WASHINGTON ― A 17-year-old immigrant detained by the U.S. government may not be able to obtain an abortion after an appeals court temporarily halted a judge’s ruling that she must be allowed to undergo the procedure “promptly without delay.”
On Thursday, the D.C. Circuit Court of Appeals blocked part of the lower court’s ruling from the day before. The court announced that itwill hold oral argumentson Friday over whether the Trump administration has the right to keep the teen, who entered the U.S. as an unaccompanied minor, from leaving a shelter and using her own money to undergo the procedure.
“The purpose of this administrative stay is to give the court sufficient opportunity to consider the emergency motion for stay and should not be construed in any way as a ruling on the merits of that motion,” reads the appeals court order.
The turnaround from the lower court ruling to the appeals court arguments was unusually quick. But the situation calls for urgency. The girl, called Jane Doe in court documents, is 15 weeks pregnant. She is being held in Texas, where abortion is banned after 20 weeks.
U.S. District Judge Tanya Chutkan ruled that the government must allow Jane Doe to leave custody on Thursday so she can seek counseling ― which Texas requires people to receive before having an abortion ― and then again on Friday or Saturday for the procedure.
The Trump administration decried the decision and appealed late Wednesday.
The appeals court order will allow Jane Doe to go to a pre-abortion counseling appointment, but halts the piece of the ruling requiring the government to allow her to get the procedure on Friday or Saturday.
The American Civil Liberties Union, which is representing Jane Doe, argues that the government is infringing on the teenager’s constitutional right to an abortion. The government sent her to a “crisis pregnancy center,” a religiously affiliated organization that tried to discourage her from having an abortion.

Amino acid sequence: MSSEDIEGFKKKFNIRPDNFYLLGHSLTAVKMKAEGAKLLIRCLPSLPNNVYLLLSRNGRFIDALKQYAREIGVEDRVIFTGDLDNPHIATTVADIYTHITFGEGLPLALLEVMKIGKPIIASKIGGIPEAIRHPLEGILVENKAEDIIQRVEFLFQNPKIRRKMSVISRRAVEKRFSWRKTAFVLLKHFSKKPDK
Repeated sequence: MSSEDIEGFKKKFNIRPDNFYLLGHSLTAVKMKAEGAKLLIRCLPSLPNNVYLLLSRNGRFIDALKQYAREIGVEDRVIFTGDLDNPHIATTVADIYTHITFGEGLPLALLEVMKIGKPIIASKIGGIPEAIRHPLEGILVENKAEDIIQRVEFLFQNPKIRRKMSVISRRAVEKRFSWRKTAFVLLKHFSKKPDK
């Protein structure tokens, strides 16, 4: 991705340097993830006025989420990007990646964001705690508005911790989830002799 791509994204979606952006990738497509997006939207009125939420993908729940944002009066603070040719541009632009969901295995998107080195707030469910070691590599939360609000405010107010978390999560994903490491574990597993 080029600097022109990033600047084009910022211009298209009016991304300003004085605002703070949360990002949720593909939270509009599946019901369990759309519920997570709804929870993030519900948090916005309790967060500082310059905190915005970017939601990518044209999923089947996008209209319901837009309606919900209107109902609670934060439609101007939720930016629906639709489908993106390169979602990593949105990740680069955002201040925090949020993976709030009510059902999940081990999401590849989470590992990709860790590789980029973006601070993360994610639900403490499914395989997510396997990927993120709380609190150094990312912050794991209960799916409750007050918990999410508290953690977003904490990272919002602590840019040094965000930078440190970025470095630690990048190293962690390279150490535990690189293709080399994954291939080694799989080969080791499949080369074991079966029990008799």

Under President Donald Trump, the Office of Refugee Resettlement has implemented policies against allowing abortions for the minors in its care. The government argued that undocumented minors in U.S. custody have no right to the procedure, and said Jane Doe could leave the country if she wanted to have an abortion.
Chutkan appeared to dismiss those arguments at the lower court hearing on Wednesday.
“Just because she’s here illegally doesn’t mean she doesn’t have constitutional rights,” she said.
The Department of Health and Human Services, which includes the Office of Refugee Resettlement, said Wednesday in a statement that Chutkan’s ruling “exceeds the U.S. Constitution and sets a dangerous precedent by opening our borders to any illegal children seeking taxpayer-supported, elective abortions.”
The situation goes beyond Jane Doe. Office of Refugee Resettlement Director Scott Lloyd, who opposes abortion, has personally visited a teenage girl to discourage her from terminating her pregnancy. He reportedly said he would release pregnant minors only for “pregnancy services and life-affirming options counseling.”
In the past, minors have been allowed to leave shelters ― where they are typically held temporarily while they go through immigration proceedings ― to get abortions.
Jane Doe’s abortion would not be funded by taxpayers. Government funds are used only for procedures for victims of rape or incest, or if the life of the minor is at risk.
This article originally appeared on HuffPost.